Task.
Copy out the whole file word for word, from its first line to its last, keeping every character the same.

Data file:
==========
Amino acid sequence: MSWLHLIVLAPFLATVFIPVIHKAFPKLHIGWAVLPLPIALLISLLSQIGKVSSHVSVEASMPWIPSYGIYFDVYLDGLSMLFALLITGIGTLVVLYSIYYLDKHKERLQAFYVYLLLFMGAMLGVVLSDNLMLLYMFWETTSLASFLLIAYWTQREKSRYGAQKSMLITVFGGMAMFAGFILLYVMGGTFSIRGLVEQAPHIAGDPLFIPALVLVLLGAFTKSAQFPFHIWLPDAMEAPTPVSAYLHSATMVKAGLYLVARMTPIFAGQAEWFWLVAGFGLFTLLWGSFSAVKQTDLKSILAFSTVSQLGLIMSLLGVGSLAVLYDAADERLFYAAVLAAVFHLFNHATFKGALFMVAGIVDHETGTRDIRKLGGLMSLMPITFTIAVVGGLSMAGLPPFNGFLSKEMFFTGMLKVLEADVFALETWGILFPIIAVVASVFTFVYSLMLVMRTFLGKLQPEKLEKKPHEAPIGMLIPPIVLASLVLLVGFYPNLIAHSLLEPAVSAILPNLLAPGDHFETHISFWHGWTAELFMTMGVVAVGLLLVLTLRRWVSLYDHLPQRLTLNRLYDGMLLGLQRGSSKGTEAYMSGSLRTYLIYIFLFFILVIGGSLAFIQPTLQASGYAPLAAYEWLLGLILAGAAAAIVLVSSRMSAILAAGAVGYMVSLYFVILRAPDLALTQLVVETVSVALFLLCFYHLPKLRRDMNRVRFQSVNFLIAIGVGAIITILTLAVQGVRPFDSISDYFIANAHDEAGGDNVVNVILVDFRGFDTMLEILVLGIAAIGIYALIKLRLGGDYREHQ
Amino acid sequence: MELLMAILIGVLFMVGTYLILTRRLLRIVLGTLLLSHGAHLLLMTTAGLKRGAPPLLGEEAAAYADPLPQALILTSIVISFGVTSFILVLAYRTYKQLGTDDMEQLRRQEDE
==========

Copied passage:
Amino acid sequence: MSWLHLIVLAPFLATVFIPVIHKAFPKLHIGWAVLPLPIALLISLLSQIGKVSSHVSVEASMPWIPSYGIYFDVYLDGLSMLFALLITGIGTLVVLYSIYYLDKHKERLQAFYVYLLLFMGAMLGVVLSDNLMLLYMFWETTSLASFLLIAYWTQREKSRYGAQKSMLITVFGGMAMFAGFILLYVMGGTFSIRGLVEQAPHIAGDPLFIPALVLVLLGAFTKSAQFPFHIWLPDAMEAPTPVSAYLHSATMVKAGLYLVARMTPIFAGQAEWFWLVAGFGLFTLLWGSFSAVKQTDLKSILAFSTVSQLGLIMSLLGVGSLAVLYDAADERLFYAAVLAAVFHLFNHATFKGALFMVAGIVDHETGTRDIRKLGGLMSLMPITFTIAVVGGLSMAGLPPFNGFLSKEMFFTGMLKVLEADVFALETWGILFPIIAVVASVFTFVYSLMLVMRTFLGKLQPEKLEKKPHEAPIGMLIPPIVLASLVLLVGFYPNLIAHSLLEPAVSAILPNLLAPGDHFETHISFWHGWTAELFMTMGVVAVGLLLVLTLRRWVSLYDHLPQRLTLNRLYDGMLLGLQRGSSKGTEAYMSGSLRTYLIYIFLFFILVIGGSLAFIQPTLQASGYAPLAAYEWLLGLILAGAAAAIVLVSSRMSAILAAGAVGYMVSLYFVILRAPDLALTQLVVETVSVALFLLCFYHLPKLRRDMNRVRFQSVNFLIAIGVGAIITILTLAVQGVRPFDSISDYFIANAHDEAGGDNVVNVILVDFRGFDTMLEILVLGIAAIGIYALIKLRLGGDYREHQ
Amino acid sequence: MELLMAILIGVLFMVGTYLILTRRLLRIVLGTLLLSHGAHLLLMTTAGLKRGAPPLLGEEAAAYADPLPQALILTSIVISFGVTSFILVLAYRTYKQLGTDDMEQLRRQEDE